Making a difference: A simple garden’s gift at Faulkner University
WSFA in Montgomery, Ala., reports:
MONTGOMERY, AL (WSFA) – On the backside of Faulkner University there is a garden, and it was Dennis Itson’s idea. “It really feels good,” said Itson.
Feels good because the garden has done so well. The area used to be nothing but grass. Today, it’s a healthy, living, vibrant garden, all done two months ago.
“We have cucumbers, squash, okra, sweet corn, tomatoes and peppers,” said Itson.
More than 30 university students worked on the garden. They started from the scratch. So far it’s fed some 50 elderly residents in the Elizabeth Wright Apartment complex nearby. The assignment initially started out as a required community service project.
See the full report and video.
More details from a Faulkner news release:
A patch of ground less than an acre is serving up more than just fresh veggies on the Faulkner campus.
The campus garden is serving a multitude of functions that includes being an outdoor classroom. But its primary function is to provide fresh veggies to the low–income elderly at the adjacent retirement complex on the Faulkner campus.
According to Dennis Itson, director of service learning at Faulkner, the garden, which was planted in May, has already yielded enough vegetables to feed 30 people. As a result the Faulkner garden is registered on the Alabama Poverty Project registry for providing food for the needy within the Montgomery community and the American Community Garden Association registry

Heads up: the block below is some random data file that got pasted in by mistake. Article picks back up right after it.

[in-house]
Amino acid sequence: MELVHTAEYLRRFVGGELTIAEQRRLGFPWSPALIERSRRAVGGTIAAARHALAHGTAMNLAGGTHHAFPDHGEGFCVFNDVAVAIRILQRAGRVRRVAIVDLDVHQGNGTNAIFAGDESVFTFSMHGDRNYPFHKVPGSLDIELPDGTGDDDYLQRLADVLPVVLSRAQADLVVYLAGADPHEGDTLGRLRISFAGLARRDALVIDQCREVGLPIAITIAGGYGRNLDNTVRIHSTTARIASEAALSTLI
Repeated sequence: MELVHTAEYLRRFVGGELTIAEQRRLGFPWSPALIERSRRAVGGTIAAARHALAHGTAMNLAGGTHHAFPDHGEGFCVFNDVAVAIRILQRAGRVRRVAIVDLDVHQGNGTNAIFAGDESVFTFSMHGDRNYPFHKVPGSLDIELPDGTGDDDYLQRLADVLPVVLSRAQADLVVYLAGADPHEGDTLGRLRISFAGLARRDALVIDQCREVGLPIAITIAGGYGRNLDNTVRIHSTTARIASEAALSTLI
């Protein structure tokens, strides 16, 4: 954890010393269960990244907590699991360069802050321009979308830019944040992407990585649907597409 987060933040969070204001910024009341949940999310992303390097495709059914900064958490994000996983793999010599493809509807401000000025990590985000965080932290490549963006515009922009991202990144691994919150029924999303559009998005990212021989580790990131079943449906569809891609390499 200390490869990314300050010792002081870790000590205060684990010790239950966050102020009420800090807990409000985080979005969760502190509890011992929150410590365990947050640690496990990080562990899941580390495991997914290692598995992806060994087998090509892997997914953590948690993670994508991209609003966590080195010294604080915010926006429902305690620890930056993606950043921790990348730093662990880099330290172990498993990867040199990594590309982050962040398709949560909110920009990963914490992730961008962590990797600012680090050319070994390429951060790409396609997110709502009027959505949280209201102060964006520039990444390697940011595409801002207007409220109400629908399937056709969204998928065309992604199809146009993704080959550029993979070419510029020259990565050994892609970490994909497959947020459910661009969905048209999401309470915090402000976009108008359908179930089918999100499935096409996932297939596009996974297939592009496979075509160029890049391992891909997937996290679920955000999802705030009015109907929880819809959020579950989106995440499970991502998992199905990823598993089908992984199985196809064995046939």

“We are trying to connect with these residents by working in the garden together and offering them healthy food as a part of their diets,” said Itson of the campus garden, which is also attracting the residents as gardeners too.
Additionally, the Faulkner garden is also serving other purposes including functioning as an outdoor classroom. So far two elementary science classes have toured the garden, and this fall, the science and education departments at Faulkner will be using the garden to enhance their own areas of curriculum like serving as a biology lab where each class will test the soil, pick the fruit and harvest the seeds for study.
Primarily, however, the garden is offering students, faculty and staff on campus the opportunity to serve others by growing and distributing food. This summer the faculty, staff and students have tiled the ground, planted, pulled weeds and harvested and delivered the first fruits to the elderly. Itson expressed the satisfaction of helping others through the venture.
“We are excited what the future might hold for us in teaching, learning, growing and sharing these experiences together.”
FeedbackWhat a wonderful project. What an uplifting story.Anita JohnsonAugust, 11 2011